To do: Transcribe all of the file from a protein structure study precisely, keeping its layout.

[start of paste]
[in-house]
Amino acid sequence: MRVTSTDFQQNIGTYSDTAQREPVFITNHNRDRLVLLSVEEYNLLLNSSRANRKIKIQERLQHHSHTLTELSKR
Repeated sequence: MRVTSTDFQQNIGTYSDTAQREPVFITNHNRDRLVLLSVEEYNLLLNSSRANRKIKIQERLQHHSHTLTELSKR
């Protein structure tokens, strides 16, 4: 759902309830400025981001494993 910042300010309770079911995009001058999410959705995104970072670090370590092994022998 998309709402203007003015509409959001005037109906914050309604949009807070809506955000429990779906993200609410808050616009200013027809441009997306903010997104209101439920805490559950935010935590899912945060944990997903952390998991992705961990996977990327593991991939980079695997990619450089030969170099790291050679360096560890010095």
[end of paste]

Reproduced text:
[in-house]
Amino acid sequence: MRVTSTDFQQNIGTYSDTAQREPVFITNHNRDRLVLLSVEEYNLLLNSSRANRKIKIQERLQHHSHTLTELSKR
Repeated sequence: MRVTSTDFQQNIGTYSDTAQREPVFITNHNRDRLVLLSVEEYNLLLNSSRANRKIKIQERLQHHSHTLTELSKR
């Protein structure tokens, strides 16, 4: 759902309830400025981001494993 910042300010309770079911995009001058999410959705995104970072670090370590092994022998 998309709402203007003015509409959001005037109906914050309604949009807070809506955000429990779906993200609410808050616009200013027809441009997306903010997104209101439920805490559950935010935590899912945060944990997903952390998991992705961990996977990327593991991939980079695997990619450089030969170099790291050679360096560890010095």